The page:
When electricity was cut off in July 2010 at the South Side church run by U.S. Rep. Bobby Rush (D-Ill.), a long-time benefactor came to the rescue.
Oakbrook-based Oxford Media Group Inc., owned by multi-millionaire businessman Joseph Stroud paid the electric bill – which was well past due, totaling $17,900 owed to ComEd – on behalf of Rush’s Beloved Community Christian Church, records show.
Power was restored days later to the church, located at 6430 S. Harvard Ave., the records show.
The payment from Oxford represents one in a series of sizable donations to Rush’s church and political campaign from Stroud, his family foundation or business interests over the past 15 years or more. During much of this time, Stroud was trying to break into the wireless phone industry dominated by Verizon and AT&T, and Rush was pushing for federal tax incentives that would give one of Stroud’s firms a leg up as a minority-owned business, records show.
“This is really problematic,” said Joel Hefley, a retired Colorado Republican congressman who chaired the House Ethics Committee in the early 2000s. “Here’s a long-time benefactor of Rush – and he wanted something from the federal government – and he continues to provide something to Rush, if not directly, at least to his enterprise. I think that is really questionable.”
Rush’s relationship to charitable groups, including his church, has been the focus of Chicago Sun-Times/Better Government Association investigations, as well as congressional inquiries. A recent Sun-Times/BGA story found another political donor, with a major City of Chicago contract, paid the salary of Rush’s niece, an office manager at the congressman’s church. Rush is pastor at Beloved, which also was founded by him.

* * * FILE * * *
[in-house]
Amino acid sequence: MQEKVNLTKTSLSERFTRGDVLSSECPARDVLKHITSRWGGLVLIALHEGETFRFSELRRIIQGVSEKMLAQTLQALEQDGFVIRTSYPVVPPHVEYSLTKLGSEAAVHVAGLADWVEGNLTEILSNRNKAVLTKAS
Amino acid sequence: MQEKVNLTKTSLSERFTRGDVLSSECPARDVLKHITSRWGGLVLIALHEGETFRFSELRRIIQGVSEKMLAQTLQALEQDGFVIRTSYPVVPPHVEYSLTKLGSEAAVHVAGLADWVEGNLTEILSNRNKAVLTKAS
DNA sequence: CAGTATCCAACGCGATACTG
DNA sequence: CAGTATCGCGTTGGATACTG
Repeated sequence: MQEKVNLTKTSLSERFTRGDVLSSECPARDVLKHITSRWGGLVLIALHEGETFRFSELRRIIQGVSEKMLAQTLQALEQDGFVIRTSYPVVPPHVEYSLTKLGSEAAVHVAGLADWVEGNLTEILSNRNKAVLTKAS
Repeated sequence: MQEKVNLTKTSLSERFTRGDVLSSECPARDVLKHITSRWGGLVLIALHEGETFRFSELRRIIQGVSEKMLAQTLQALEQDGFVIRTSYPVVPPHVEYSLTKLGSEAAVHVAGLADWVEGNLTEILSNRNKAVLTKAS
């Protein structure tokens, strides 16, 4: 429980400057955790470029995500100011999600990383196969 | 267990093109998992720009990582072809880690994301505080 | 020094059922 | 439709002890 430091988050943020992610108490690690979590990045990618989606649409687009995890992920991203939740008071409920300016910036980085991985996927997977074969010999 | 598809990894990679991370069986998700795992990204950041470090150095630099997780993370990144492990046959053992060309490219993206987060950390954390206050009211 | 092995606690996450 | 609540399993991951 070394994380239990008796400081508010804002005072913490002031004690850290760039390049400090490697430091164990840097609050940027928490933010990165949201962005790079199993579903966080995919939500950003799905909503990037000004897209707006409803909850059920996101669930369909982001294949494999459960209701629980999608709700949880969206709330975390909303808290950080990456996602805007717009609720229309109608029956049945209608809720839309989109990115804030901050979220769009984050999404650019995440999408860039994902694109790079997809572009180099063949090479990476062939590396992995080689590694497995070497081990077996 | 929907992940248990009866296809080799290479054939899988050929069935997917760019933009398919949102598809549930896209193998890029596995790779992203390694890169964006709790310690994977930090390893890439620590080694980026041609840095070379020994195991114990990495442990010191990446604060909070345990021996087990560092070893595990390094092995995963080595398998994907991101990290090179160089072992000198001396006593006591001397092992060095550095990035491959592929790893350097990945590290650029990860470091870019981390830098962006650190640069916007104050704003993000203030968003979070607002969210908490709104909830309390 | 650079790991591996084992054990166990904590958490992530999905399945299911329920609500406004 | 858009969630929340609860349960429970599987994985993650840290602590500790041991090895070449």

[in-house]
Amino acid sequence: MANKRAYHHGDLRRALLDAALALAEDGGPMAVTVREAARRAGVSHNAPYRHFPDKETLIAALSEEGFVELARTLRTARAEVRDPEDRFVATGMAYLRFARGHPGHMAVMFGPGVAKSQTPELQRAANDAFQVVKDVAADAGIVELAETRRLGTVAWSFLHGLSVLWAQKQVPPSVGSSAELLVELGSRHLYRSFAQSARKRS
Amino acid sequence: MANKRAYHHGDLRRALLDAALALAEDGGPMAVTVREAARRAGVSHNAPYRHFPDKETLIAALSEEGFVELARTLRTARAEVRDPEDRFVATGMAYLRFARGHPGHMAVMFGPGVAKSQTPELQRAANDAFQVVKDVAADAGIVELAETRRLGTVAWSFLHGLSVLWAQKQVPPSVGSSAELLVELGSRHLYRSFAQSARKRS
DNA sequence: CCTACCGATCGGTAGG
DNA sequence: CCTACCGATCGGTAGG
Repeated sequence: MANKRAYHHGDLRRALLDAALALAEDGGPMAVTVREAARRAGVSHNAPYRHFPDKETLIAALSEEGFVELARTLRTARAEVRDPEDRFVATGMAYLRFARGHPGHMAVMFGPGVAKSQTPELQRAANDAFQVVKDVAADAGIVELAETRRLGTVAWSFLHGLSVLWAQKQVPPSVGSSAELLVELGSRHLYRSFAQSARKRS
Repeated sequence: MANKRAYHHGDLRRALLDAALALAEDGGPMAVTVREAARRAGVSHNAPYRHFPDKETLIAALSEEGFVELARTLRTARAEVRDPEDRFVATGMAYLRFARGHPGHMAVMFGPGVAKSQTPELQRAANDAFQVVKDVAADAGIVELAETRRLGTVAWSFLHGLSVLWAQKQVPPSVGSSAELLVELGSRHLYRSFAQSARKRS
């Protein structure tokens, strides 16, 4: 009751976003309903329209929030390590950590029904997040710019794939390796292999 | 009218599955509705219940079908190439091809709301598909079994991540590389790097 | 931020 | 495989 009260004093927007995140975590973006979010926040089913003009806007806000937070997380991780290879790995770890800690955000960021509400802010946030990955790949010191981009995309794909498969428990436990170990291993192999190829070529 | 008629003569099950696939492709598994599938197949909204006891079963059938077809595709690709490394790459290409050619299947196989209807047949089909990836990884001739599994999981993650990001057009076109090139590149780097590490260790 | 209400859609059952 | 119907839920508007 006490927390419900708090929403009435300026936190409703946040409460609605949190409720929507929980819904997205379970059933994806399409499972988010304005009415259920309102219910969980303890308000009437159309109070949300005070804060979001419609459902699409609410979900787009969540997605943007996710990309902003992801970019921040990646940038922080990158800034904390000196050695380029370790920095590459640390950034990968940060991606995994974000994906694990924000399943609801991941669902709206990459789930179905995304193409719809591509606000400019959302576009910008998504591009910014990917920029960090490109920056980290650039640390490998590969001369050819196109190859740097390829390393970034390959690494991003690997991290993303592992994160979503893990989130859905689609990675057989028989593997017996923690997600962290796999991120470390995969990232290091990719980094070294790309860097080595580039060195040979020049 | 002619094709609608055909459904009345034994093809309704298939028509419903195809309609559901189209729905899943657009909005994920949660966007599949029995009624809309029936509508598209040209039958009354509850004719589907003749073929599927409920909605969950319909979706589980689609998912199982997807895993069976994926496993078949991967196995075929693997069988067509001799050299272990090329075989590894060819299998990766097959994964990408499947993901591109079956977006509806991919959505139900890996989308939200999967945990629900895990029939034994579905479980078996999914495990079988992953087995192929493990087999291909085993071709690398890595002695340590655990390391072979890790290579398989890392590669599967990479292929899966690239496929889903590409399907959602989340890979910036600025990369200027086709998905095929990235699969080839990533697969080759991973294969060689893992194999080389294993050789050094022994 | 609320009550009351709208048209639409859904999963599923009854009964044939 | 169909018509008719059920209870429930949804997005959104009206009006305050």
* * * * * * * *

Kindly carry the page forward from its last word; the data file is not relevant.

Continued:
Stroud, who would not comment, is a television station owner. His Oxford Media operates the Chicago-area station WJYS, which airs religious programming.
One of a handful of African-American television station owners in the country, Stroud paid a firm $1.3 million to lobby Congress and the Federal Communications Commission, a federal agency that regulates the airwaves, from 2001 through 2010, federal records show.
Rush, a senior member of the House telecommunications subcommittee, has spent years pushing for legislation to increase minority ownership in the telecom field.
Rush sponsored bills in 2003, 2005 and 2007 that would have created tax incentives making it easier for Stroud and other minority-owned media companies to expand and move into the lucrative wireless industry. The legislation didn’t pass.
In late 2008, Stroud set his sights on buying the wireless assets – including the subscriber base – being divested by Verizon in more than 100 markets in two-dozen states. The telecom giant was divesting to satisfy antitrust concerns and gain government approval of its purchase of rival Alltel.
Stroud, who is black, wanted the FCC to encourage Verizon to sell at least part of its assets to a minority-owned firm. He failed in his bids to buy some of what Verizon was selling. AT&T was the successful bidder for most of the assets.
Stroud’s lawyers filed a protest with the FCC.
The businessman sought help from members of Congress, though it’s unclear whether that included Rush.
However, Rush appeared to be speaking about Stroud at a 2009 congressional hearing, ripping into members of the FCC for the “debacle” of failing to promote minority bidders in the purchase of Verizon’s assets.